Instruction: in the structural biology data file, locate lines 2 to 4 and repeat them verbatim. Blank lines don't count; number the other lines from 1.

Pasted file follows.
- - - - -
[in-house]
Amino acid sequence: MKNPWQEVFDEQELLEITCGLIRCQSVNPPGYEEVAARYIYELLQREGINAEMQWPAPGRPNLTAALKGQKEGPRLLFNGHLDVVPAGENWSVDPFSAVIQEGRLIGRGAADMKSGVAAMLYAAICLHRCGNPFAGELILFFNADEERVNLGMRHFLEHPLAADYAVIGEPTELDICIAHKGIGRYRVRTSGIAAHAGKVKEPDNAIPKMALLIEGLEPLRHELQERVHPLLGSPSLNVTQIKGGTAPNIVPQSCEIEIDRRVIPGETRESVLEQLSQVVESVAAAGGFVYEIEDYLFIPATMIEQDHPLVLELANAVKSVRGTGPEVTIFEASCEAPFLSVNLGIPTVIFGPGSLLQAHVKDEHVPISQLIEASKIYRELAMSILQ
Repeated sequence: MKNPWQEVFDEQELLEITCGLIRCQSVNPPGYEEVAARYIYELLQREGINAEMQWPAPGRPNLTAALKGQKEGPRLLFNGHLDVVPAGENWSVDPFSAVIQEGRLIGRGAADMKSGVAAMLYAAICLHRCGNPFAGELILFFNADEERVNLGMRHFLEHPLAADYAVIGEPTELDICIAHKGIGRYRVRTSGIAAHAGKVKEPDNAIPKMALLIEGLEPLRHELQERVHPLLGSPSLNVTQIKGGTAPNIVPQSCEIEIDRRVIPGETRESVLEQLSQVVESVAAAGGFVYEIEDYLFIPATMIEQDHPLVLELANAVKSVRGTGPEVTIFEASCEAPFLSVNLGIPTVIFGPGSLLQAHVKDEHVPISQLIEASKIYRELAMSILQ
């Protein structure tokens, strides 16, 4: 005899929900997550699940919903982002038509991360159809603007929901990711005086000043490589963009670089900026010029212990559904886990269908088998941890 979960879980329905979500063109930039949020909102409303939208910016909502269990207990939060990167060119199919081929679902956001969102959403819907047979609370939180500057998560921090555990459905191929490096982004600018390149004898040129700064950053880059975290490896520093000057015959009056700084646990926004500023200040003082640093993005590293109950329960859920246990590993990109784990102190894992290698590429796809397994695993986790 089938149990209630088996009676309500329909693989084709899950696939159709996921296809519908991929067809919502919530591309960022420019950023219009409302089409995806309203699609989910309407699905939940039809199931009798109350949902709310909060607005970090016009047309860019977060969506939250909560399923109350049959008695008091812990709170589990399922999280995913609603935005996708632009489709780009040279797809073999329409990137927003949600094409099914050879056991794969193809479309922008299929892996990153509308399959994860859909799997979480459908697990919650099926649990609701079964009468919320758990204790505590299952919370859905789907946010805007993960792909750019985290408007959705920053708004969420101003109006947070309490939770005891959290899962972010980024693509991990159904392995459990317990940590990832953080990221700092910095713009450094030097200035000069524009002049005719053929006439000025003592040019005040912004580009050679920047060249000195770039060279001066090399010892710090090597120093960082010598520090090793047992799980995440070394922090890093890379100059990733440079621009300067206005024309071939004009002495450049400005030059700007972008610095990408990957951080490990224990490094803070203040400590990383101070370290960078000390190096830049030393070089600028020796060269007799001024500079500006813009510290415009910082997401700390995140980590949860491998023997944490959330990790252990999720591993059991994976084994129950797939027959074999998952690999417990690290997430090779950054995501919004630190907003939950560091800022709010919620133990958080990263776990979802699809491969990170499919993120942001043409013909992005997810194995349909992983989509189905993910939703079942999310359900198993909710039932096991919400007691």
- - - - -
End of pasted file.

Amino acid sequence: MKNPWQEVFDEQELLEITCGLIRCQSVNPPGYEEVAARYIYELLQREGINAEMQWPAPGRPNLTAALKGQKEGPRLLFNGHLDVVPAGENWSVDPFSAVIQEGRLIGRGAADMKSGVAAMLYAAICLHRCGNPFAGELILFFNADEERVNLGMRHFLEHPLAADYAVIGEPTELDICIAHKGIGRYRVRTSGIAAHAGKVKEPDNAIPKMALLIEGLEPLRHELQERVHPLLGSPSLNVTQIKGGTAPNIVPQSCEIEIDRRVIPGETRESVLEQLSQVVESVAAAGGFVYEIEDYLFIPATMIEQDHPLVLELANAVKSVRGTGPEVTIFEASCEAPFLSVNLGIPTVIFGPGSLLQAHVKDEHVPISQLIEASKIYRELAMSILQ
Repeated sequence: MKNPWQEVFDEQELLEITCGLIRCQSVNPPGYEEVAARYIYELLQREGINAEMQWPAPGRPNLTAALKGQKEGPRLLFNGHLDVVPAGENWSVDPFSAVIQEGRLIGRGAADMKSGVAAMLYAAICLHRCGNPFAGELILFFNADEERVNLGMRHFLEHPLAADYAVIGEPTELDICIAHKGIGRYRVRTSGIAAHAGKVKEPDNAIPKMALLIEGLEPLRHELQERVHPLLGSPSLNVTQIKGGTAPNIVPQSCEIEIDRRVIPGETRESVLEQLSQVVESVAAAGGFVYEIEDYLFIPATMIEQDHPLVLELANAVKSVRGTGPEVTIFEASCEAPFLSVNLGIPTVIFGPGSLLQAHVKDEHVPISQLIEASKIYRELAMSILQ
């Protein structure tokens, strides 16, 4: 005899929900997550699940919903982002038509991360159809603007929901990711005086000043490589963009670089900026010029212990559904886990269908088998941890 979960879980329905979500063109930039949020909102409303939208910016909502269990207990939060990167060119199919081929679902956001969102959403819907047979609370939180500057998560921090555990459905191929490096982004600018390149004898040129700064950053880059975290490896520093000057015959009056700084646990926004500023200040003082640093993005590293109950329960859920246990590993990109784990102190894992290698590429796809397994695993986790 089938149990209630088996009676309500329909693989084709899950696939159709996921296809519908991929067809919502919530591309960022420019950023219009409302089409995806309203699609989910309407699905939940039809199931009798109350949902709310909060607005970090016009047309860019977060969506939250909560399923109350049959008695008091812990709170589990399922999280995913609603935005996708632009489709780009040279797809073999329409990137927003949600094409099914050879056991794969193809479309922008299929892996990153509308399959994860859909799997979480459908697990919650099926649990609701079964009468919320758990204790505590299952919370859905789907946010805007993960792909750019985290408007959705920053708004969420101003109006947070309490939770005891959290899962972010980024693509991990159904392995459990317990940590990832953080990221700092910095713009450094030097200035000069524009002049005719053929006439000025003592040019005040912004580009050679920047060249000195770039060279001066090399010892710090090597120093960082010598520090090793047992799980995440070394922090890093890379100059990733440079621009300067206005024309071939004009002495450049400005030059700007972008610095990408990957951080490990224990490094803070203040400590990383101070370290960078000390190096830049030393070089600028020796060269007799001024500079500006813009510290415009910082997401700390995140980590949860491998023997944490959330990790252990999720591993059991994976084994129950797939027959074999998952690999417990690290997430090779950054995501919004630190907003939950560091800022709010919620133990958080990263776990979802699809491969990170499919993120942001043409013909992005997810194995349909992983989509189905993910939703079942999310359900198993909710039932096991919400007691």